Coscinium fenestratum

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Coscinium fenestratum
Coscinium fenestratum.jpg
Illustration of plant parts from Coscinium fenestratum (1852).
Scientific classification edit
Kingdom: Plantae
Clade: Tracheophytes
Clade: Angiosperms
Clade: Eudicots
Order: Ranunculales
Family: Menispermaceae
Genus: Coscinium
C. fenestratum
Binomial name
Coscinium fenestratum
(Goetgh.) Colebr
  • Coscinium maingayi Pierre
  • Coscinium miosepalum Diels
  • Coscinium peltatum Merr.
  • Coscinium usitatum Pierre
  • Coscinium wallichianum Miers
  • Coscinium wightianum Miers ex Diels

Coscinium fenestratum, or yellow vine as it is sometimes referred to in English, is a flowering woody climber, native to South Asia and Mainland Southeast Asia. It is rare and critically endangered in many of its habitats.

Coscinium fenestratum is a member of the family Menispermaceae and the genus Coscinium. The plant is known by many different names, such as:[3] Tree turmeric, False calumba, Colombo weed, Weni wel(වෙනිවැල්), Weniwelgeta (වෙනිවැල්ගැට) (in Sinhala), Daru Haridra (in Sanskrit), Mara Manjal (in Tamil and Malayalam),[4] Haem herb (in Thai),[5] Voer Romiet (in Khmer),[6] etc..


Coscinium fenestratum is a sturdy woody climber with leathery, shiny leaves and bright yellow sap. It is dioecious, flowering and fruiting in August to October.[7] The fruits consists of one or two drupes up to 2 cm (0.8 in) across. The plant has a generation span of 25 years.[8][1]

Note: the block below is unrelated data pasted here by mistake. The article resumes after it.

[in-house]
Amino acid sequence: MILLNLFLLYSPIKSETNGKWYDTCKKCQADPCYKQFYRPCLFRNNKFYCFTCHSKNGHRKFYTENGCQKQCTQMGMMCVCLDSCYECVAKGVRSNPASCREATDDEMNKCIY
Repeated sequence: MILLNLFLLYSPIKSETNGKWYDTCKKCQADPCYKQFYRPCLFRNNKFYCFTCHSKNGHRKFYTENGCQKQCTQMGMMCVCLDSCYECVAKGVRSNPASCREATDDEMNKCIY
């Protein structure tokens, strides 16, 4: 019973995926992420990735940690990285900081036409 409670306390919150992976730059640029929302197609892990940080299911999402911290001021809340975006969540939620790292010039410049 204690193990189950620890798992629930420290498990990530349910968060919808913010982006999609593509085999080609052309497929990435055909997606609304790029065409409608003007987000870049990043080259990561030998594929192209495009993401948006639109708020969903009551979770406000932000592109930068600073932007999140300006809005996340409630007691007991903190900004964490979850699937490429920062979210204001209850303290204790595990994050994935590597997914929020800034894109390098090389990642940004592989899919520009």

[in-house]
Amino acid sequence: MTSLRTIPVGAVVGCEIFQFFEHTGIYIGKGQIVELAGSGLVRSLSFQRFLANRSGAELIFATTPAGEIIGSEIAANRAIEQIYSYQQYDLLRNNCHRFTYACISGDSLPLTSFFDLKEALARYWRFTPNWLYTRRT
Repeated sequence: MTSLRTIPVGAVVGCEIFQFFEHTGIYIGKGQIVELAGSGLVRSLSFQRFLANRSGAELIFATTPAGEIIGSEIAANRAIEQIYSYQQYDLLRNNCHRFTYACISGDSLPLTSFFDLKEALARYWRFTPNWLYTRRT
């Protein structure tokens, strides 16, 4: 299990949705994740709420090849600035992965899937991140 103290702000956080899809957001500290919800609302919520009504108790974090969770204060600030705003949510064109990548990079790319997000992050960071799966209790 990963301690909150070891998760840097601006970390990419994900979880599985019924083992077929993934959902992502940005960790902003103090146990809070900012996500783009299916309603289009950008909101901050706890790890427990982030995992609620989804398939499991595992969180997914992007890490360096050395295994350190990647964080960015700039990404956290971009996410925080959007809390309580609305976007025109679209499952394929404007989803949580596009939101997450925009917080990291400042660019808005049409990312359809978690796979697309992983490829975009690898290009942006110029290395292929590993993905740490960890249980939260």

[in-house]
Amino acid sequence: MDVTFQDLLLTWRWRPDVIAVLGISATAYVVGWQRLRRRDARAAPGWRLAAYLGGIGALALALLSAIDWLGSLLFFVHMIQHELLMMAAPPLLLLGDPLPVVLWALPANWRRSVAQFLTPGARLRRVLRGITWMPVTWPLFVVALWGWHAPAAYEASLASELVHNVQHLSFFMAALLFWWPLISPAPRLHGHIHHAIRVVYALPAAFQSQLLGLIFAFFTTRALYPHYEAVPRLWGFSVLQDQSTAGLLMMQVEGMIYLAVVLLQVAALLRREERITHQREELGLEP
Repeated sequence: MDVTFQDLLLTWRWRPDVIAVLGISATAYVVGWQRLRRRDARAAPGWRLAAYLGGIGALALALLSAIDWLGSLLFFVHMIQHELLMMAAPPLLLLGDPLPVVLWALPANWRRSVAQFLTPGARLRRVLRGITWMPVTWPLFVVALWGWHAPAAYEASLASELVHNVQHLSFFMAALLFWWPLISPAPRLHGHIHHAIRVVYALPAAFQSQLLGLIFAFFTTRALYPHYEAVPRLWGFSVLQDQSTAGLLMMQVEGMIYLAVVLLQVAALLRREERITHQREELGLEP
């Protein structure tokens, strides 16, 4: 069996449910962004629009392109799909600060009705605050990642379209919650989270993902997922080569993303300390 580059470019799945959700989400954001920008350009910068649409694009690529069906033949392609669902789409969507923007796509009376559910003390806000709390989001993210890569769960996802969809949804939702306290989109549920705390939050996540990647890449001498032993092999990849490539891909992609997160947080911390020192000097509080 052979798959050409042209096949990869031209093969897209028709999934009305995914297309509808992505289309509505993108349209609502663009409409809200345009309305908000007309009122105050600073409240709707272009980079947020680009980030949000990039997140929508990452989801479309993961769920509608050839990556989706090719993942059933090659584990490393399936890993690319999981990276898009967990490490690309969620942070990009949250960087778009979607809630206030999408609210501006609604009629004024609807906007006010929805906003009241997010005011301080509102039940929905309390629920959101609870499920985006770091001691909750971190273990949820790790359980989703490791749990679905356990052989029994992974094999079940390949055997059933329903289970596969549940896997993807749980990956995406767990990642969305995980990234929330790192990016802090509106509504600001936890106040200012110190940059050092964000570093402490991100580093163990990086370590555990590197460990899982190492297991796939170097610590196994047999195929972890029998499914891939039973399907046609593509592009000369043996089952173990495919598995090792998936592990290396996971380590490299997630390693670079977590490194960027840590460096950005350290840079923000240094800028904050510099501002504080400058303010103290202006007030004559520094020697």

The habitat for Coscinium fenestratum spans South Asia and parts of Southeast Asia, from India to Indonesia. It can only thrive in a tropical climate and prefers mixed and dense evergreen forest, with fertile soil and high moisture.

The plant has been determined to be native to Sri Lanka and the Western Ghats in India. It is unclear if the populations in Cambodia, Vietnam and west Malaysia are truly wild or the result of cultivation.[1]


Coscinium fenestratum has a long history as a medicinal plant in the various traditional medicines of the region where it grows.[6] This includes Ayurveda, Unani and Siddha medicine in India, Sinhala medicine in Sri Lanka, the Kru Khmer healing traditions in Cambodia, traditional Vietnamese medicine of Thuoc Nam, etc.. The plant is used for a large variety of diseases and conditions, from fevers and diabetes to celiac disease and snake bites. It is unclear if all these medicinal uses of C. fenestratum are backed up by science, but laboratory tests have shown that the plant has potent bioactive properties.[8]